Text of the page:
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ter with our antipodes at the same time that it is high water with us.
At any port or harbour lying open to the ocean, the moon's attractive power tends to elevate the waters when she is on the meridian of that place, whether it be above or below the horizon. The water, however, cannot be elevated at one place without being depressed at another, whence it has been drawn; and it is sufficiently evident that these elevations and depressions must be most considerable at opposite points of the earth's surface.
When the moon raises the waters at one of these points, they will, of course, be depressed at the other and as the moon passes over the meridian and is in the horizon twice every day, there must consequently be two ebb and two flood tides in that time, at the interval of six hours and eleven minutes each.
From a cursory perusal of the above remarks, our young readers might conjecture that the time of high water at any particular place would be when the moon was over the meridian of that place, whereas it usually happens about three hours afterward.
To account for this we observe, that the moon, when on the meridian most contiguous to the zenith of any place, tends to elevate the waters at that place; but this force must be exerted for a considerable space of time before the water attain its utmost elevation; for if the attraction of the moon were to cease altogether after she had passed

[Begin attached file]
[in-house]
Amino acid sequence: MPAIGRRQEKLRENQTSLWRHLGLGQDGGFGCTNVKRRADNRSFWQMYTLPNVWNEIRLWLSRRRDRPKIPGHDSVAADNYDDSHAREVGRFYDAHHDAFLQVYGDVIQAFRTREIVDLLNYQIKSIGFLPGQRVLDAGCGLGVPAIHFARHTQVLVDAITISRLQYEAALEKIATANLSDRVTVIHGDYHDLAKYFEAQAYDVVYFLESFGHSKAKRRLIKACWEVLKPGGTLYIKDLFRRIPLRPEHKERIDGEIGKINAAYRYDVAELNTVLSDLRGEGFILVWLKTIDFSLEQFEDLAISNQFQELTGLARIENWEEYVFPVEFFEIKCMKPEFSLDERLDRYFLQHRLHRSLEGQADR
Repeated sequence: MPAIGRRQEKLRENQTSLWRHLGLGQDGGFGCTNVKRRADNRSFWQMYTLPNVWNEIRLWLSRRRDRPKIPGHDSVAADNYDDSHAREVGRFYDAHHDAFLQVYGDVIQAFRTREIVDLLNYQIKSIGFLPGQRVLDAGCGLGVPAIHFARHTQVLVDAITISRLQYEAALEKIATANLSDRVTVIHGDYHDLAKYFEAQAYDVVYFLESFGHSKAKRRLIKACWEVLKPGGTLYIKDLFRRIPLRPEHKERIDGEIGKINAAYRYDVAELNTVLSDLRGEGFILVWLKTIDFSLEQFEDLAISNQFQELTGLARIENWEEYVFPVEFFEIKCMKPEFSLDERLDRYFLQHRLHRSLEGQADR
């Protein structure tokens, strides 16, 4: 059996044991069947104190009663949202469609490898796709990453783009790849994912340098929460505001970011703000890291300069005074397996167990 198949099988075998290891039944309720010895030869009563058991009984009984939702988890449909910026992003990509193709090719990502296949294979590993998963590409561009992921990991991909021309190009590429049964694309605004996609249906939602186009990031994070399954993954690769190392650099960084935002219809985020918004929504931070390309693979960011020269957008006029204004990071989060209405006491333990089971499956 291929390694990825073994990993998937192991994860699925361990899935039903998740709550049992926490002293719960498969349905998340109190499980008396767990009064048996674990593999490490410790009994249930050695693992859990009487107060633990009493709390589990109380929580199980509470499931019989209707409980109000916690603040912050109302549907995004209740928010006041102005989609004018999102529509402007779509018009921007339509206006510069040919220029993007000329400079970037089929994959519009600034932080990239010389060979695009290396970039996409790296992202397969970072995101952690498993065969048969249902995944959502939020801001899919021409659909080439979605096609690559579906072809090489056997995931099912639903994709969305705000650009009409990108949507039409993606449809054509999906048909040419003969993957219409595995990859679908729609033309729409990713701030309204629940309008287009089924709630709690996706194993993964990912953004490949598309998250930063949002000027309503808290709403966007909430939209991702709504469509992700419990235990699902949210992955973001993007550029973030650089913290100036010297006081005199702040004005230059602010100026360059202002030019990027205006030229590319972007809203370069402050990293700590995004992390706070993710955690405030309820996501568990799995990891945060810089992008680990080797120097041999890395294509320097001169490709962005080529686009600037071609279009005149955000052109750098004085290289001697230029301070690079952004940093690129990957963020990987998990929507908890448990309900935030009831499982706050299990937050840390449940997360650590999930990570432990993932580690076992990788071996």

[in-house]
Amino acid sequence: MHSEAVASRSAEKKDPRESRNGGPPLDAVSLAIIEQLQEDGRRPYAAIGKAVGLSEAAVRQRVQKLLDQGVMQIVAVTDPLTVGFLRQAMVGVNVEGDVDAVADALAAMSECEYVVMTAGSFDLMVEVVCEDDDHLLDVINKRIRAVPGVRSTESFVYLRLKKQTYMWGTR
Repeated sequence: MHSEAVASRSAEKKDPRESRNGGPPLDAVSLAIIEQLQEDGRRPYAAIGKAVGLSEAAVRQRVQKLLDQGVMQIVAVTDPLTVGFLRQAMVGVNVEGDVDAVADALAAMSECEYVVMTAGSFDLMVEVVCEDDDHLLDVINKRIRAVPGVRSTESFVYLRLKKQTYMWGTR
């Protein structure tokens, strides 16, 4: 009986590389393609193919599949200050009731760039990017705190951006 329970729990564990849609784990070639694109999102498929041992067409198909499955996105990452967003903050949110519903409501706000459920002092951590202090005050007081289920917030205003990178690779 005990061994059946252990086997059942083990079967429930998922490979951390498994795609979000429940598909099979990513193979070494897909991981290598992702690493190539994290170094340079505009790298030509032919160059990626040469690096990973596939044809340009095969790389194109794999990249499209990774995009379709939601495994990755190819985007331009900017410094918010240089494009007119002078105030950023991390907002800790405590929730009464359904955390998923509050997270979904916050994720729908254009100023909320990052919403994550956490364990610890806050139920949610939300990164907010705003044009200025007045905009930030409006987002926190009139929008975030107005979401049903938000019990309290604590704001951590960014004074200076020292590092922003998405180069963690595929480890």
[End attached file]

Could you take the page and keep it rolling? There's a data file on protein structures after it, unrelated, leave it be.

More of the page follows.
the meridian, yet from the motion previously communicated to the waters, they would con⚫ tinue to ascend for some time afterwards consequently they must be still more disposed to ascend when the attractive force has suffered only a small diminution. These effects, like the continuation of the waves of the sea after a storm has subsided, and the increase of heat two or three hours after noon on the longest day, may be easily understood, from the consideration that a small impulse given to a body in motion will cause it to move further than it would have done without such impulse. Instead of its being high water, therefore, when the moon is upon the meridian of any place, it will be found to happen about three hours afterward.
It is necessary to observe that tides might be produced by the influence of the sun, though, as we have already observed, in a much less degree. The whole attractive force of the sun indeed, is greatly superior to that of the moon, but as the distance from our globe is nearly four hundred times greater, the forces with which he acts upon different parts of it are much more equal than those of the moon, and, of course, have less effect in occasioning any mutation of its figure.
In illustration of this doctrine it may be observed, that notwithstanding the considerable proportion which the earth's diameter bears to its distance from the moon, yet this diameter is scarcely any thing in comparison
with the earth's distance from the sun. The difference, therefore, of the sun's attraction on those sides of the earth which lie under and opposite to him, will be considerably less than the difference of the moon's attraction on the sides of the earth which are under and opposite to her; consequently the moon must elevate the tides much higher than they can be raised by the sun. And as the great Sir Isaac Newton discovered the effect of the sun's influence in this case to be three times less than that of the moon, it is evident that although the sun alone might occasion an ebbing and flowing of the sea, the elevation and depres sion thus produced would be three times less than those occasioned by the moon.